2021 Florida legislative session brings significant changes to community association laws
By Colby Keefe with Henderson Franklin Attorneys at Law
The 2021 Florida Legislative session, which ended on April 30, 2021, was an active one for proposed community association legislation.
The following community association-related bills have either been signed into law or have passed the House and Senate and are pending signature by Governor DeSantis, with anticipated effective dates provided:
Senate Bill 72 (effective upon being signed into law): Previously covered in our blog here, this bill grants some civil immunity to business entities (including not-for-profit corporations) against plaintiffs bringing COVID-19 injury and wrongful death claims.
Senate Bill 56 (effective July 1, 2021): This bill requires condominium associations to send an Intent to Lien at least 45 days (an increase from the current 30 days’ notice period) prior to recording a Claim of Lien for unpaid assessments, and a subsequent Intent to Foreclose at least 45 days prior to initiating an action to foreclose said Claim of Lien. Additionally, attorneys’ fees cannot be recovered from the delinquent Owner until a written notice of late assessment (which must include a breakdown of amounts due) is delivered via first-class U.S. Mail or to the Owner at least 30 days before sending the account to an attorney for collection.
Senate Bill 630 (effective July 1, 2021): This bill touches on a variety of topics concerning community associations. Among other things, this bill:
prohibits condominium unit owner insurers from suing condominium association for subrogation unless the condominium’s insurer may sue the unit owner for subrogation;
expands the definition of emergency for triggering a community association’s emergency powers and expands and modernizes those powers to provide for video and teleconferencing meetings;
prohibits condominium and cooperative associations from requiring a member to state his or her reason for an official records inspection request;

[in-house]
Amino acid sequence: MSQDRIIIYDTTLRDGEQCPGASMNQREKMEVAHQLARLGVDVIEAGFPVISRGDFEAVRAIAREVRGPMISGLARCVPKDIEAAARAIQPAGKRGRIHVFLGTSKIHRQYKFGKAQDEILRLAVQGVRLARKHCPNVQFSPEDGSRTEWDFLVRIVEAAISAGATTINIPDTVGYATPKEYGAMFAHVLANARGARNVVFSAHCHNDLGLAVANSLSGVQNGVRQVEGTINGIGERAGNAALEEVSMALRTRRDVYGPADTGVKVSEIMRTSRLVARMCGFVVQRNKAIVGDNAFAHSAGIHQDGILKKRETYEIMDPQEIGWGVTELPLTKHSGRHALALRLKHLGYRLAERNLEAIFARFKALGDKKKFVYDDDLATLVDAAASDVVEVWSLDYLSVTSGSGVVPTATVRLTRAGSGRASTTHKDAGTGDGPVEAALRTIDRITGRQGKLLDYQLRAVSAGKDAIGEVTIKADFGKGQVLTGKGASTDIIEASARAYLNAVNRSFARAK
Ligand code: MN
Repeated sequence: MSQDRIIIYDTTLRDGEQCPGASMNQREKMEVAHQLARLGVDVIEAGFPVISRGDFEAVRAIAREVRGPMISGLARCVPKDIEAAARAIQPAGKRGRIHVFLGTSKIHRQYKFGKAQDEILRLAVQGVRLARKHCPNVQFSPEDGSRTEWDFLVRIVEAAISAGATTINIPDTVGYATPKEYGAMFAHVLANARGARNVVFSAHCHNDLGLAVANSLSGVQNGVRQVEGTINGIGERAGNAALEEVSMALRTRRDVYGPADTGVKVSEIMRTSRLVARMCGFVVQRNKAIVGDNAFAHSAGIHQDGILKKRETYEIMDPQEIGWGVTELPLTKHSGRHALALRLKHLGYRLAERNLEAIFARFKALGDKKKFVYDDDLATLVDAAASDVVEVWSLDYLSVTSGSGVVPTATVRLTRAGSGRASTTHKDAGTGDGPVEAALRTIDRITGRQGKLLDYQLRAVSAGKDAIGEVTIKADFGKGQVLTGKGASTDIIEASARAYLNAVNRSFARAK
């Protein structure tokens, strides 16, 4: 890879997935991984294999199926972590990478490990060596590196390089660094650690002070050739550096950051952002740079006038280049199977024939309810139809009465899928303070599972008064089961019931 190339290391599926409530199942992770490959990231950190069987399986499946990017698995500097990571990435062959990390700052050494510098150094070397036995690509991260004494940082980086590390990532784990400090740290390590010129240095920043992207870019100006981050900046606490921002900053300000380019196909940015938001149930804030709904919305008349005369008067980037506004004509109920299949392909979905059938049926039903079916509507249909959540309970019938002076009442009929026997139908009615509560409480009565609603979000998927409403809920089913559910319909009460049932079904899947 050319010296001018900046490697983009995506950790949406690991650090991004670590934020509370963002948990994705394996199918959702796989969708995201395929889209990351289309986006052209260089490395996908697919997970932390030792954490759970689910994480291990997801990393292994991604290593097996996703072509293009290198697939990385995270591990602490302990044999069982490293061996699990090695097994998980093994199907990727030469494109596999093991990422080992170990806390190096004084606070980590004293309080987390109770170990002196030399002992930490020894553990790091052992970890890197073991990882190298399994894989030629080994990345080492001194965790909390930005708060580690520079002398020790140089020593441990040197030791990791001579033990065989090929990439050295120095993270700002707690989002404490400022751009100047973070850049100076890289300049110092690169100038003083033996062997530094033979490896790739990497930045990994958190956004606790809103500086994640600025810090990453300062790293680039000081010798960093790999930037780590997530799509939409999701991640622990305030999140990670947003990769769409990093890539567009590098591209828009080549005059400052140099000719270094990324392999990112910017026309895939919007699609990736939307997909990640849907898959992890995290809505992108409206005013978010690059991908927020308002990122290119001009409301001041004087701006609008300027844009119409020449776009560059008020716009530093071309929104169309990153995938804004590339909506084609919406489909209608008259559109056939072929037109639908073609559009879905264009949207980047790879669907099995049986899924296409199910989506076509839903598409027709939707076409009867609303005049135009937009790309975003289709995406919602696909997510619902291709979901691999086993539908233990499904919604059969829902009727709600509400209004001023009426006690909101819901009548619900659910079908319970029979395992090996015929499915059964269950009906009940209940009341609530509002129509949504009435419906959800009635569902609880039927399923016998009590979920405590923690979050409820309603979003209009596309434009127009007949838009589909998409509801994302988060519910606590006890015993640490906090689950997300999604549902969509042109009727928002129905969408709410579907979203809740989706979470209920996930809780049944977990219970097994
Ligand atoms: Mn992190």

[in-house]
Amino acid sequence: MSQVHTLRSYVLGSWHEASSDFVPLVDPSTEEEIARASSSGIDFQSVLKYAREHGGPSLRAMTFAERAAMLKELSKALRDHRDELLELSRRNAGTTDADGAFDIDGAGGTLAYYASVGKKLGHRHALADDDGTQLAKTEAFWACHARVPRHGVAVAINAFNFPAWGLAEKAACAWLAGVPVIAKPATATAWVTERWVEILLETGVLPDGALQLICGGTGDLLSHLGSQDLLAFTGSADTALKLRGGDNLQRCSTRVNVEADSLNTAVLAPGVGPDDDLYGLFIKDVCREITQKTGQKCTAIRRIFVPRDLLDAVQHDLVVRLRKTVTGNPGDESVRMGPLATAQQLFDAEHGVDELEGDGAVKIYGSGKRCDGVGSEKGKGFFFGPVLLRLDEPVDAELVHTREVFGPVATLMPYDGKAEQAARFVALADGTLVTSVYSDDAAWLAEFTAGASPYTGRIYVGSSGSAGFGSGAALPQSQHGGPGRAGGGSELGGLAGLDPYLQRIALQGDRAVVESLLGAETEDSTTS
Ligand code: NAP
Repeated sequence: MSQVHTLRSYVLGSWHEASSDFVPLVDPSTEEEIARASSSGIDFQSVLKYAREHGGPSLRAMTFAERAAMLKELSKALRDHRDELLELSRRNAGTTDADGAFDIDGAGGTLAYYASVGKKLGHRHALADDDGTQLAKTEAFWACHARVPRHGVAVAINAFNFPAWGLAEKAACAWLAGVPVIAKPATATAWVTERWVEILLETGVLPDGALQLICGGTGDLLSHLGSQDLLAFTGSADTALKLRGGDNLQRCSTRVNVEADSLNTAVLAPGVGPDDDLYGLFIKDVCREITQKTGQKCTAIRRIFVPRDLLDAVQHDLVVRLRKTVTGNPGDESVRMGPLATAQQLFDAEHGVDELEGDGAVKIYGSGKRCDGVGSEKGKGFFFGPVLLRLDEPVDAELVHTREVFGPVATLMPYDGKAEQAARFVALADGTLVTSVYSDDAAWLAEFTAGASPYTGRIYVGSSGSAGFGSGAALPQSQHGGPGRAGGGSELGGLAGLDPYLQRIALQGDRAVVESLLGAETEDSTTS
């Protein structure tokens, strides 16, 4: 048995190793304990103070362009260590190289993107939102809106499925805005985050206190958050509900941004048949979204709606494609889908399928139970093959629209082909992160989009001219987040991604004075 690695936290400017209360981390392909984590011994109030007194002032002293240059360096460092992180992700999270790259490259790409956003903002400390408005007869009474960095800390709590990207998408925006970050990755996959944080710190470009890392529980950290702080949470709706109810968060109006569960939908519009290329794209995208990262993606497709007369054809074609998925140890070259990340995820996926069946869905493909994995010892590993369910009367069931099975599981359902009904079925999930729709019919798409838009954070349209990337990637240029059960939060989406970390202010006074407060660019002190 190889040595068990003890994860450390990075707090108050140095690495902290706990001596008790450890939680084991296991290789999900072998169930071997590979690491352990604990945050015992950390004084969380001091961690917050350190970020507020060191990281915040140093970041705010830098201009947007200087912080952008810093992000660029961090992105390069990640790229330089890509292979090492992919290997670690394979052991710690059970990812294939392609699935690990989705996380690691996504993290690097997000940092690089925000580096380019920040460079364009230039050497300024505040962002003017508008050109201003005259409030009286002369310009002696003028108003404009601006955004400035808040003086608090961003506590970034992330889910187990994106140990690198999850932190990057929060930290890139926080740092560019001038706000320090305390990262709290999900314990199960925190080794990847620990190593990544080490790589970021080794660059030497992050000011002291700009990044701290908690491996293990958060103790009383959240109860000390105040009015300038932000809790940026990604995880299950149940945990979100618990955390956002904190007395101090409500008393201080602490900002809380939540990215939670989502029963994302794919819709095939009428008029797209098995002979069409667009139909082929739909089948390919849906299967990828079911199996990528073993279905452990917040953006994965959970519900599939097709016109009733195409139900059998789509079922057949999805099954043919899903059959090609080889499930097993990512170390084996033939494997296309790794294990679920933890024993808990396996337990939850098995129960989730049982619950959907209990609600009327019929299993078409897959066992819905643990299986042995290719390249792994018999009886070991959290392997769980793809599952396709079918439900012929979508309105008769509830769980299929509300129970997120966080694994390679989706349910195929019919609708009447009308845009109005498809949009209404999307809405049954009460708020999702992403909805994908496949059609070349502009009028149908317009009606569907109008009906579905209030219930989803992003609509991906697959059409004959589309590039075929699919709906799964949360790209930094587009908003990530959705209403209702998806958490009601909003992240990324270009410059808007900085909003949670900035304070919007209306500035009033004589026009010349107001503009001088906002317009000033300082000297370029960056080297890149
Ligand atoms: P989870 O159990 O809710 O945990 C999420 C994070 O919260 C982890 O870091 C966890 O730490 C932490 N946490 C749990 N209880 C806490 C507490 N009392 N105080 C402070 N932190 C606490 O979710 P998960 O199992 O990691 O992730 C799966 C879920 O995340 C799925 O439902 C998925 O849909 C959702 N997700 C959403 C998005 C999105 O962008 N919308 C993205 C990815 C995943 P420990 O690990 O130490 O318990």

limits the scope of official records which may be inspected by excluding a visitor log in a gated community;
clarifies that for purposes of calculating the 8-year term applicable to condominium directors, only years of service on or after July 1, 2018 shall be counted;
imposes rules and limitations on homeowners associations seeking to enact rental amendments;
revises the method to challenge a board member recall;
expands alternative dispute resolution options to include presuit mediation (in addition to nonbinding arbitration) prior to filing a lawsuit; and,
removes requirement that a homeowners association must continue funding reserves created by the developer.
Senate Bill 602 (effective upon being signed into law): This bill amends Chapter 617 (the “Not-for-Profit Act”) to clarify and reiterate that in the event of a conflict between Chapter 617 and Chapters 718, 719, and 720, respectively, the latter would prevail and control governance of the condominium, cooperative, or homeowners association.
House Bill 649 (effective July 1, 2021): This bill gives community associations the ability to file, on behalf of all Owners, a single petition with a value adjustment board for the purpose of objecting to property value assessments.
Additional legislation affecting community association includes Senate Bill 1966 (providing definition of “delinquent” for purposes of condominium board eligibility, effective July 1, 2021); House Bill 463 (exempting community association swimming pools serving less than 32 parcels from Florida Department of Health supervision, effective July 1, 2021). Notably missing from the list of community association-related laws is House Bill 403 (effective July 1, 2021), would have the effect of prohibiting some regulations enacted by local governments regarding home-based business operations. The bill, which is awaiting signature by Governor DeSantis, specifically excludes community associations from its application. Thus, although the bill is posed to be signed into law, it should not affect community associations and gives condominium and homeowners associations the continued right to restrict at-home business operations, provided such restrictions are duly enacted.
Some of the new laws serve to answer longstanding questions raised by prior legislative sessions, such as how the application of the 8-year term limit in condominiums should be calculated, and whether rental restrictions passed by homeowners associations could be applied uniformly as to all members or only as to those who approve the restriction or purchase after its enactment (as is the case in condominiums).
However, some of the new laws mark significant changes to the operation of both condominium and homeowners associations. Community associations need to consider what changes to their practices and policies should be made to comply with the legislation borne from the 2021 Florida legislative session, including updating collection policies and updating policies for complying with official record inspection requests.